MARTIN: The difficulty for the Democrats doesn't seem to be their core constituencies, but it does seem to be the willingness on the part of their core constituencies to come out to vote. And also the independents seem to be moving to the Republican side. Why do you think that is?

KAINE: Yeah, let's talk about votes. First, willingness of Democratic core constituencies to come out. Folks have been talking about that. And what we've seen, Michel, in early voting, Democrats are actually doing an awful lot better than people thought we were going to do. And even we're doing better than our own models for early voting turnout in many states.

With respect to independents, independents have a number of concerns. I think one of the concerns is they want to see the economy grow and they want to see meaningful effort to address issues like the deficit. And as far as deficits in spending goes, it's only Democrats who do anything about deficits. President Clinton showed that in the 1990s.

And when President Obama went to Congress this year and said, okay, let's do a bipartisan deficit commission, it was Republican senators who blocked the deficit commission. The president went right ahead and did it by executive order anyway. And we are going to address federal spending issues going forward as we need to.

MARTIN: Are you frustrated, though, by kind of the narrative that has emerged around this election? You could make the argument that the president has essentially done exactly what he said he was going to do.

KAINE: Absolutely.

MARTIN: With the exception of immigration reform, which he said would be a higher priority than it seems to have been for all the reasons we could debate. But is it frustrating to you that you're not getting more credit for doing what you said you were going to do?

KAINE: We expected that there would be challenges. Some of it is frustrating. But, look, whether it's saving the auto industry, equal pay for women, restoring our image abroad, this president has done heavy lifting in a town that doesn't like heavy lifting. You know, Truman and other great Democratic presidents knew that you do the right thing and, at the end of the day, folks recognize it. It may take a bit, but they recognize it.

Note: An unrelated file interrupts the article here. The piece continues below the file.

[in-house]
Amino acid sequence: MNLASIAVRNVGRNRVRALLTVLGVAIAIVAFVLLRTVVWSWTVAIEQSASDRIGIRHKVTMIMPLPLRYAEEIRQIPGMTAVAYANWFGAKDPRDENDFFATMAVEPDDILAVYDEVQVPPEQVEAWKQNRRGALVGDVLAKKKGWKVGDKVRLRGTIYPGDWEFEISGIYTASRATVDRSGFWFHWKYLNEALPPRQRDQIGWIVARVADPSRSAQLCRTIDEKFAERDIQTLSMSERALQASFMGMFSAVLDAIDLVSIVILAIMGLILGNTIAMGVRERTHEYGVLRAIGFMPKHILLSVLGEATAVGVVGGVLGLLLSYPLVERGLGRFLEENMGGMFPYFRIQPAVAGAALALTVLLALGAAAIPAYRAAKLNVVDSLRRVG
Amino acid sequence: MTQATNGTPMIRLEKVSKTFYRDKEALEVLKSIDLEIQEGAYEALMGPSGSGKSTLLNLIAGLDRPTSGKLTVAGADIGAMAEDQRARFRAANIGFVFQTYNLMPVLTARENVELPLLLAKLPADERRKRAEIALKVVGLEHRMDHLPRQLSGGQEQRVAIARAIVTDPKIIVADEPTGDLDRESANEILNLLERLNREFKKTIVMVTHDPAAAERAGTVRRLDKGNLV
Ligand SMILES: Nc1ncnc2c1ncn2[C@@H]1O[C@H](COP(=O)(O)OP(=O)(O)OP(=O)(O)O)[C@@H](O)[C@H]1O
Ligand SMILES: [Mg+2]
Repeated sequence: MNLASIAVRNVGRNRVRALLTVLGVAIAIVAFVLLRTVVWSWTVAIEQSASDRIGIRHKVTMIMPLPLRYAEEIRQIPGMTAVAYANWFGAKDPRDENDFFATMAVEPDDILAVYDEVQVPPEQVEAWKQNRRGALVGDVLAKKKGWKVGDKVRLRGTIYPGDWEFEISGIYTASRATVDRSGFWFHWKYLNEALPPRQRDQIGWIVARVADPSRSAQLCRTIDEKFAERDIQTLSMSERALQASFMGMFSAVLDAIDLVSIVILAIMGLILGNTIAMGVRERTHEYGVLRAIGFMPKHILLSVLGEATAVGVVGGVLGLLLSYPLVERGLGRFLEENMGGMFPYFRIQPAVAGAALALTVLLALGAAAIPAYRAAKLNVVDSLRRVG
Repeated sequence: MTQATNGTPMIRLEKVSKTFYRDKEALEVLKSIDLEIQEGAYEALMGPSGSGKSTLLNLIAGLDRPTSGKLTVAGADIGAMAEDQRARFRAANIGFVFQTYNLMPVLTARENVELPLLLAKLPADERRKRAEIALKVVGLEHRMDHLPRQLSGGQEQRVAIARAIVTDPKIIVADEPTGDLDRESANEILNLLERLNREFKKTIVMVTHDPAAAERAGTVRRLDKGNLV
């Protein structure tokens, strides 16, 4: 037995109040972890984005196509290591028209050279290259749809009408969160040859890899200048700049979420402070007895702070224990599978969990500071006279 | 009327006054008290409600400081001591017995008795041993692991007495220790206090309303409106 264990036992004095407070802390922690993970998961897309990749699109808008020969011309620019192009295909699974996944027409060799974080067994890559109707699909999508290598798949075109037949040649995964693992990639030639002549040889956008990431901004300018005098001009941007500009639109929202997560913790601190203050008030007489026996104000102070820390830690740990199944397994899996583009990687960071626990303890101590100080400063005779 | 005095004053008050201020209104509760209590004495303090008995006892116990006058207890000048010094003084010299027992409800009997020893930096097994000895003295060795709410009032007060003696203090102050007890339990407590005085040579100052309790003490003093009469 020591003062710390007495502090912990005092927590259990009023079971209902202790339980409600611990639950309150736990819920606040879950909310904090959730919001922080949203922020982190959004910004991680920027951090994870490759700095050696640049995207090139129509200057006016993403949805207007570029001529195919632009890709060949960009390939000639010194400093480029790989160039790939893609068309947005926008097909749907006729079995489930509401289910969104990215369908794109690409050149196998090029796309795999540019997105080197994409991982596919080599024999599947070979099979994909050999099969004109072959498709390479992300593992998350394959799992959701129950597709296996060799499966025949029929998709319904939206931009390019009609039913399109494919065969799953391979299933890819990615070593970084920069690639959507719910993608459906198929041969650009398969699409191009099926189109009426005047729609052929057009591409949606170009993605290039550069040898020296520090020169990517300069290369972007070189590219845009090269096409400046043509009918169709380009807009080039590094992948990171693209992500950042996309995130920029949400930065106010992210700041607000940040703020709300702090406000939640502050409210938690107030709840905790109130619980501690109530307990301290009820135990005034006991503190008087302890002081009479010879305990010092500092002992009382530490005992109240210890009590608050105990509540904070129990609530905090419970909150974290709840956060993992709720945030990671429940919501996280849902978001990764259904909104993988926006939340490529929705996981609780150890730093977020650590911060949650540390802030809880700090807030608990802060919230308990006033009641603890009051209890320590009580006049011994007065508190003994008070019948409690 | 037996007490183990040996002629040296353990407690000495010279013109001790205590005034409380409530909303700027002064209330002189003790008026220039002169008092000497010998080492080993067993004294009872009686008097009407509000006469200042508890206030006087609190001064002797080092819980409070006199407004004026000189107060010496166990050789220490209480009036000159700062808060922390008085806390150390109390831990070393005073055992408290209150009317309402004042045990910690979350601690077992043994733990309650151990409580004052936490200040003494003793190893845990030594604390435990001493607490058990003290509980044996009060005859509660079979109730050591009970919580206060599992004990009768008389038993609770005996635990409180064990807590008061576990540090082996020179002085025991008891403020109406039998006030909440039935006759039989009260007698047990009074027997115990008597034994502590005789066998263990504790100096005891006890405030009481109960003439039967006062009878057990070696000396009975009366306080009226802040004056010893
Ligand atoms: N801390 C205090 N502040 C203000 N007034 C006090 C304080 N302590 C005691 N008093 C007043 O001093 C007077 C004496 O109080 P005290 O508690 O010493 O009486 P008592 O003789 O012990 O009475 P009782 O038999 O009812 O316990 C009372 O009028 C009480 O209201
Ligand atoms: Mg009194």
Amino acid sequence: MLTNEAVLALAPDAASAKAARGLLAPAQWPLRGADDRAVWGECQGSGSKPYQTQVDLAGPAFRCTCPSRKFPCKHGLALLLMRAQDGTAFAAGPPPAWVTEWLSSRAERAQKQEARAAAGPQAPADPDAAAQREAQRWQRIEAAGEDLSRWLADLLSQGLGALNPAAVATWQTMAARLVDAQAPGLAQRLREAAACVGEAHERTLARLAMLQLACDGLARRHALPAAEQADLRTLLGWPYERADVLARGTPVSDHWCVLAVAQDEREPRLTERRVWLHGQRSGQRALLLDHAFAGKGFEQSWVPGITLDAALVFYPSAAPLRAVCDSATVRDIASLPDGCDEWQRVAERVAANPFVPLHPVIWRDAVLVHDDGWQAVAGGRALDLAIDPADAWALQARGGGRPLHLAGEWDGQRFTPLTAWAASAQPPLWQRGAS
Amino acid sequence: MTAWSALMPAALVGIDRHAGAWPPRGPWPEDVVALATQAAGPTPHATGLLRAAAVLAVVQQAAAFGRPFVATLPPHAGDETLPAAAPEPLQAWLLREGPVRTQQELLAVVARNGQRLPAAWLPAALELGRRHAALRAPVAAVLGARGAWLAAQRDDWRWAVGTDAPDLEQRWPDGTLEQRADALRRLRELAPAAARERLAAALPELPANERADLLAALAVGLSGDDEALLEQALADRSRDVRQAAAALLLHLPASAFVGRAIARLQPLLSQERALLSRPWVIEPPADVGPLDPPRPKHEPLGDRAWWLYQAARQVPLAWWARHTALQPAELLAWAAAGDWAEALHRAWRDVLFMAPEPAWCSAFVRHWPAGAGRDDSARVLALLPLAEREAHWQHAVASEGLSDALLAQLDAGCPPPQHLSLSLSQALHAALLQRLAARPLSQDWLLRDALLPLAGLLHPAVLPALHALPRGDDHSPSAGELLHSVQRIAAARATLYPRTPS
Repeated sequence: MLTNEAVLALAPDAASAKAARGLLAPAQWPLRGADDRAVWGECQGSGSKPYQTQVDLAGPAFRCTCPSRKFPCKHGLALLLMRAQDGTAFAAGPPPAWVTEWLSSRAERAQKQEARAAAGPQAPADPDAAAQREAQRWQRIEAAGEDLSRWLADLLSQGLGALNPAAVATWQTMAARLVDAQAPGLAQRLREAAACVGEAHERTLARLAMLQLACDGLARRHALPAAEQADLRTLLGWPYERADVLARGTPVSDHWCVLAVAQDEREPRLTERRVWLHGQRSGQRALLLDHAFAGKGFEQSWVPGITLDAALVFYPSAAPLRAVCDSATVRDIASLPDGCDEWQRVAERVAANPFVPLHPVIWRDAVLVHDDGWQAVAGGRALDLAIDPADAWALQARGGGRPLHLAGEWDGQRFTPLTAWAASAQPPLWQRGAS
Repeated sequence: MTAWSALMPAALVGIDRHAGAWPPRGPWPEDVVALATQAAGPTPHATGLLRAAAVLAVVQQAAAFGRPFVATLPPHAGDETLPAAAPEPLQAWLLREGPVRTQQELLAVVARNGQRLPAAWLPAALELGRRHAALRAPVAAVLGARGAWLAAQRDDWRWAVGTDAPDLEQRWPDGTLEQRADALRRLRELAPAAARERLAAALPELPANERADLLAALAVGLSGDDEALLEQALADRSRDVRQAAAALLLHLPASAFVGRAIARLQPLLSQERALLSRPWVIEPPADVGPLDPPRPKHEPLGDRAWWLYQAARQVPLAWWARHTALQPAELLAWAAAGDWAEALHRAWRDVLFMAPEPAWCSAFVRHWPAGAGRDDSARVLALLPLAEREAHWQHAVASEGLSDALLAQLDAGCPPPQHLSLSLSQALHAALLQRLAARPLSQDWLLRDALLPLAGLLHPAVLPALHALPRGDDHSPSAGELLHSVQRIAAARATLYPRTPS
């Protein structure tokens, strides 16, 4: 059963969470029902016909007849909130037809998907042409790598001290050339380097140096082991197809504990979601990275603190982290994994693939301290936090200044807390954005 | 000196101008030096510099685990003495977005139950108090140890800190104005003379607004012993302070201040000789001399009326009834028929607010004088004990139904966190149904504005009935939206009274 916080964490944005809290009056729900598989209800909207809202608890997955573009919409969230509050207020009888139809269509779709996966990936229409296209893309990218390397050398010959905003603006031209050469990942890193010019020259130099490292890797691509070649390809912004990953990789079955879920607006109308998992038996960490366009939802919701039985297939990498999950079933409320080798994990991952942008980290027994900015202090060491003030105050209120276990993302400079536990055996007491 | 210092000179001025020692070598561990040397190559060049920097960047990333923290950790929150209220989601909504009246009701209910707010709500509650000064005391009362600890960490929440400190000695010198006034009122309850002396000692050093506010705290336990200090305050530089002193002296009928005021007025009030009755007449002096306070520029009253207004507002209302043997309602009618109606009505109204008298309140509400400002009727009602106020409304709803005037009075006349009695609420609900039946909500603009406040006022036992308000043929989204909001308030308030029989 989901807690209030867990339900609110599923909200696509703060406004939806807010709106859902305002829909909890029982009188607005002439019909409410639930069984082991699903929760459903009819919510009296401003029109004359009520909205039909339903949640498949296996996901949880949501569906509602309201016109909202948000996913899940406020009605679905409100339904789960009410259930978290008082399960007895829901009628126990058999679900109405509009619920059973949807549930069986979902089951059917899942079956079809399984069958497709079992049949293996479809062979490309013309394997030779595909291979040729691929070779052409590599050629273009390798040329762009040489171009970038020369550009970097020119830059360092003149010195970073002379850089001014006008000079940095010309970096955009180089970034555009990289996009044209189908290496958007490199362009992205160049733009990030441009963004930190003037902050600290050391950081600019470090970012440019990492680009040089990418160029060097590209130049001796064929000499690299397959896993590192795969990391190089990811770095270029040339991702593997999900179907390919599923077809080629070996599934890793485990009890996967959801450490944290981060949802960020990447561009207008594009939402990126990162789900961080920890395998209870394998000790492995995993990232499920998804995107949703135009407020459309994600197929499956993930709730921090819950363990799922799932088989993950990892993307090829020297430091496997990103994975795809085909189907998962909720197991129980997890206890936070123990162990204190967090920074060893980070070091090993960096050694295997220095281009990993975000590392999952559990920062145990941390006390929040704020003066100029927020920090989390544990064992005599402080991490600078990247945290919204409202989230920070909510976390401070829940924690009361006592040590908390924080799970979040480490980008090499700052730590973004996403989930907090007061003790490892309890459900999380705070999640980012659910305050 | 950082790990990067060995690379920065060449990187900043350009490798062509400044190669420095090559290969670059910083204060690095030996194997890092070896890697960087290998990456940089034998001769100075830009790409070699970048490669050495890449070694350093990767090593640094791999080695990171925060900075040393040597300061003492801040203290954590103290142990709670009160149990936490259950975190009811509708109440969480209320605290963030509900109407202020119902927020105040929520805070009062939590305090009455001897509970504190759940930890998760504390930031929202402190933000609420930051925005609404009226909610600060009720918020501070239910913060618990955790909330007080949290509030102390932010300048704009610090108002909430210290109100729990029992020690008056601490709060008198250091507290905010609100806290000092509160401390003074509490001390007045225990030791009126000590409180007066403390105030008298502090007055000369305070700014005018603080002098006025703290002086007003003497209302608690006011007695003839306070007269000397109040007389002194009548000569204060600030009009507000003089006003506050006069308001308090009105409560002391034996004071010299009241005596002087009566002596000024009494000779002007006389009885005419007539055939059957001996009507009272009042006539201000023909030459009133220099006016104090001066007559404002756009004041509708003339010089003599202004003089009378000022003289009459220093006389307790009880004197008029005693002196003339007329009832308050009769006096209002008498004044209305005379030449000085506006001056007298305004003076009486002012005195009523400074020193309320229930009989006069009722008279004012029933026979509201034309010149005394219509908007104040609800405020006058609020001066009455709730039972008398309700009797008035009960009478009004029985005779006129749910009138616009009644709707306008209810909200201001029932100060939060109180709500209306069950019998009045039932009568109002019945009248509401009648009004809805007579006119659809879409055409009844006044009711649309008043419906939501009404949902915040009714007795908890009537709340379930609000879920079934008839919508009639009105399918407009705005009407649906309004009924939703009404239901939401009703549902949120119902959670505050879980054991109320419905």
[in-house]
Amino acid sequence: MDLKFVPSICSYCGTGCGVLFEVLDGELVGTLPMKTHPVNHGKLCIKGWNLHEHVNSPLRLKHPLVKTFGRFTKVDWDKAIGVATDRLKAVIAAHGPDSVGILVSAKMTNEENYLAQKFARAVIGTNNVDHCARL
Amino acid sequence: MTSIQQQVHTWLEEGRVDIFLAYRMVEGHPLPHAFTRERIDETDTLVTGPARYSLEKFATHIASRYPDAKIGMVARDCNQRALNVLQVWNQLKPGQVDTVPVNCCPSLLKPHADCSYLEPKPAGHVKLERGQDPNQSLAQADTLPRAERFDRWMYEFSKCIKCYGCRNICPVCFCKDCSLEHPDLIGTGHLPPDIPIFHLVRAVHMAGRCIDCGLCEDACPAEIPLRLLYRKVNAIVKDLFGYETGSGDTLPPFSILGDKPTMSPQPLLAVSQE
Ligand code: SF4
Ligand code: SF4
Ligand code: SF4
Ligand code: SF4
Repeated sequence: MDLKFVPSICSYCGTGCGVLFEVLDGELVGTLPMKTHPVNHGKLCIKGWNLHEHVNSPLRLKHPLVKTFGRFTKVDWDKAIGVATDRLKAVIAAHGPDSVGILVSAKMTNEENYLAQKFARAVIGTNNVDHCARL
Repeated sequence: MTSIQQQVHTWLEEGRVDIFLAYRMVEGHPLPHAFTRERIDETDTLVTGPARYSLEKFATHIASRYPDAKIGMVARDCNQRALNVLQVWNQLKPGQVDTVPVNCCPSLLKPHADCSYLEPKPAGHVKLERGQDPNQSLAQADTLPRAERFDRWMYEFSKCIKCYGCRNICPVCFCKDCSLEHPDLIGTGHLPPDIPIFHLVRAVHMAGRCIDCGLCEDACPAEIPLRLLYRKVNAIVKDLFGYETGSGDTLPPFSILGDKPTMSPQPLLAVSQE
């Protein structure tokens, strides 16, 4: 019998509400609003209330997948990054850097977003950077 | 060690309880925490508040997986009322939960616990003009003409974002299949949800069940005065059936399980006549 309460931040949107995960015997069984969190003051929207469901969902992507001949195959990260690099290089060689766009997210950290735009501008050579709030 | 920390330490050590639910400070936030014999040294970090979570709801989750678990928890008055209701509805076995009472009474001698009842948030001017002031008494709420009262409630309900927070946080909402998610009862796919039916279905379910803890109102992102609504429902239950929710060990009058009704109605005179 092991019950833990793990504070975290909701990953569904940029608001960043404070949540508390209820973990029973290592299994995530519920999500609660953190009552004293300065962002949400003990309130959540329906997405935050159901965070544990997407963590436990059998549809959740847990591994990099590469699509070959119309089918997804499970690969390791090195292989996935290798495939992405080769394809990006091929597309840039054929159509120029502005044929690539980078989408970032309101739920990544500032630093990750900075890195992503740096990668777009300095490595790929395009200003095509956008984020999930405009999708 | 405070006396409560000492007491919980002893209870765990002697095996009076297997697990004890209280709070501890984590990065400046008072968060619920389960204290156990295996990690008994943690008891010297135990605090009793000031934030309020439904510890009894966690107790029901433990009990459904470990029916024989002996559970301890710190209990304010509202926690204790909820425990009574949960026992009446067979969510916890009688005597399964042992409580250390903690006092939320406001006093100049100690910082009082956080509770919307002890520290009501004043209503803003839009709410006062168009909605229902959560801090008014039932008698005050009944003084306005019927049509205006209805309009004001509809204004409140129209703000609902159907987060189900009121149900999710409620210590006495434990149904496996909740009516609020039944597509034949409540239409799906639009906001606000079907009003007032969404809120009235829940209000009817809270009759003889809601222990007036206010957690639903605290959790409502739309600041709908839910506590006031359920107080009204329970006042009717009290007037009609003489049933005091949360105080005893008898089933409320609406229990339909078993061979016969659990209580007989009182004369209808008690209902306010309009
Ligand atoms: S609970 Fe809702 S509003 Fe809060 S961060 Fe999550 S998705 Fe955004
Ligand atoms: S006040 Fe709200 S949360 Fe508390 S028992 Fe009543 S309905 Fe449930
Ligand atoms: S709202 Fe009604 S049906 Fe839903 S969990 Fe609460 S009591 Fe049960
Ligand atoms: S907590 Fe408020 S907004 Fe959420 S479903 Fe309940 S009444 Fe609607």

MARTIN: And finally, though, governor, we're going to hear from Ed Rollins in a minute, but unfortunately your schedules would not permit us to put you two together, I suspect that his argument would be that part of the reason the Democrats are in trouble is that their policies are just not popular. The voters just don't agree with it. What do you say to that?

KAINE: Well, you know, I was on a show once with Ed Rollins and he was talking about something that the president had done and he said, you know, the president's probably right on that. But that's just not popular. Well, you know, what do you want a president to do? You know, one of the reasons that I like this president is from my perch in Richmond where I live, 90 miles away, I look at Washington, and I see a town that doesn't like to do heavy lifts.

They want to kick the hard issue down the curb to the next president, to the next administration, whether it's health care or energy or immigration. This president came in at a very difficult time, and he came and pledged to do the things that have to be done so that we can climb out of the lost decade that the Republicans left us in.

We've turned a shrinking economy into a growing one. We've got to accelerate the rate of growth. The only way we're going to be able to do it is by continuing to progress and tackle tough issues.

MARTIN: Tim Kaine is the chairman of the Democratic National Committee. He's the former governor of Virginia and he was kind enough to join us from the headquarters of the Democratic National Committee during this very busy period. Thank you so much for joining us.

KAINE: You bet, Michel, glad to be with you.